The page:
Essential skills to become A Successful Freelancer In Nigeria

Want to know how to become a successful freelancer in Nigeria? Here are some key skills that you will need! Becoming a freelancer sounds great on paper. After all, who doesn’t want to be their own boss, work on their own terms, and have a more flexible lifestyle? While those benefits are real, the skills required to be a freelancer (and remain one) are often overlooked.

While an employee only has to be good at their primary skill, a freelancer has to learn all sorts of other skills to accommodate their increasingly demanding workload. As an entrepreneur, you need many other skills to run your freelance business.

1. Self-Learning

One of the most important skills you must have as a freelancer is a self-learning. While an employee can be trained by their employer and given development courses, freelancers have nobody to rely on but themselves. They have to be self-motivated to learn new things and upgrade their skills.

This requires a lot of conscious effort and setting aside time for regular skill development. But the real tricky part is deciding what to learn. It’s one thing to be instructed on what to learn by your employer, and a whole other thing to figure it out yourself.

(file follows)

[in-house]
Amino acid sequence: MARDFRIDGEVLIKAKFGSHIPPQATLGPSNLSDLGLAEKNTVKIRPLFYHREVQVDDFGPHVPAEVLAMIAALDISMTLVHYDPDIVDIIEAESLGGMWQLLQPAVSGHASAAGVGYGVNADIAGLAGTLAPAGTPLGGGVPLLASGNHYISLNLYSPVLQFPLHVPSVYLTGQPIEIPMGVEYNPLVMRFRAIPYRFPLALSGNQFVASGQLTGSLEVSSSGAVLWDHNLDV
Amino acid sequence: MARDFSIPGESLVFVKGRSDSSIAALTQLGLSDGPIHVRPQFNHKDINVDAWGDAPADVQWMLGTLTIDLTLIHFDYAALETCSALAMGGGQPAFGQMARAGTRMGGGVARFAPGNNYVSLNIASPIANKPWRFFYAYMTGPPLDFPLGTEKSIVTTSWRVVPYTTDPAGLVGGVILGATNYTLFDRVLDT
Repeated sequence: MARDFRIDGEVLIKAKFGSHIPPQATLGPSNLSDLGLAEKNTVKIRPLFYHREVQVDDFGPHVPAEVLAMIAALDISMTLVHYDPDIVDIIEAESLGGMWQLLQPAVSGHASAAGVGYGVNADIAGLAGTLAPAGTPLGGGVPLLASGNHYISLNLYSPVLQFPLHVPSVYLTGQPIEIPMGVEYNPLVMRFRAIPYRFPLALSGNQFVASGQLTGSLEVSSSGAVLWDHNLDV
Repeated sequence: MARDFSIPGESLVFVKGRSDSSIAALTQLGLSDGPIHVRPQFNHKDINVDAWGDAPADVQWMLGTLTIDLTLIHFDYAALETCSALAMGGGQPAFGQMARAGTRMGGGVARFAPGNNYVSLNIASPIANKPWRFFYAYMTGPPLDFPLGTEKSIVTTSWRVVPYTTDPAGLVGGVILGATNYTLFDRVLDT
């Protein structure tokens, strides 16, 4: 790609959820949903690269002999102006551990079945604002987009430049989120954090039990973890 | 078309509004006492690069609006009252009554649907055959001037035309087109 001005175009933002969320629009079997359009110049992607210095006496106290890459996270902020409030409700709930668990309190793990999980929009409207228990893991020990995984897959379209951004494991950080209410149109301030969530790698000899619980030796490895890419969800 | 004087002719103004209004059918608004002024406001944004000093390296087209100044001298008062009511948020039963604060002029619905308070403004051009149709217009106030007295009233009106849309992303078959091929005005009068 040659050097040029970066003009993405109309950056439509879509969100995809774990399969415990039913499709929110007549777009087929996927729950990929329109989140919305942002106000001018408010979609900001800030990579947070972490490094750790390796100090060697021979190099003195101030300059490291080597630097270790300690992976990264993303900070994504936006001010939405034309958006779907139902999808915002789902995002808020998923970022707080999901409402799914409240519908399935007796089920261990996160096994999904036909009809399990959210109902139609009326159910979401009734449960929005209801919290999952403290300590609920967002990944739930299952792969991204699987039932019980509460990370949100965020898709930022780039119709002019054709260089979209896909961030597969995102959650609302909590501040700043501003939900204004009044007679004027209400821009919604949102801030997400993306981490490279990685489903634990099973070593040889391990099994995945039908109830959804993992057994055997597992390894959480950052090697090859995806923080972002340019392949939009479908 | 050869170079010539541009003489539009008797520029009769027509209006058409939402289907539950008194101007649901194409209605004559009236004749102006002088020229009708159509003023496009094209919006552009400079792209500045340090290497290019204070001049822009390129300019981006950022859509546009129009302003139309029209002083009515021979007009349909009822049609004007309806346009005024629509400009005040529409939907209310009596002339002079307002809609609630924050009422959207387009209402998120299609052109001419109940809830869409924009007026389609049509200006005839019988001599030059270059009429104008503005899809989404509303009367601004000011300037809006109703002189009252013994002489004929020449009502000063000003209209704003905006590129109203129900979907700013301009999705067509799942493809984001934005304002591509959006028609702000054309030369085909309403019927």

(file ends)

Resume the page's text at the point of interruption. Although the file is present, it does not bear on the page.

Whether to learn a complementary skill on top of your existing skill or further polish your craft, that’s a decision you will have to make by yourself. You can read books, watch videos, buy courses, ask other freelancers to share some tips, etc.

2. Time Management

While it’s true that freelancing brings a lot of flexibility to your life since you don’t have to work fixed hours, it also makes it really easy to procrastinate. You might find yourself wanting to delay a project because you think you have enough time to do it later, but that can become a problem very soon.

Using time management tools to create a schedule and stick to it is a great way to avoid wasting time and plan out your day. The more disciplined you are as a freelancer, the easier it will be to not get sidetracked by constant distractions and waste those valuable hours.

3. Logical Reasoning

There are going to be a lot of times when you will have to justify your actions as a freelancer. Perhaps a client wants to know why you opted for a specific approach for the project they assigned you, or maybe they are unsure how the amount due on this month’s invoice is so much higher than last time.

If you are not able to reason with your clients and explain to them why something is the way it is, they might doubt your expertise and cut ties with you. This is also why you might face trouble finding new freelance clients. To get better at reasoning, it can be a good idea to talk to other established freelancers and understand why they do what they do.

4. Quick-Thinking

Reasoning and quick thinking go hand-in-hand. Not only for communicating with clients but also for maintaining a productive workflow. The faster you can think and connect the dots, the less time it takes to do research and get a task done.

Remember, a task done quicker is a service charged higher because you are helping your client save valuable business hours. That’s also why it is a good idea to charge your services on a per-gig basis rather than per hour. The latter punishes you for being a fast worker.

5. Problem-Solving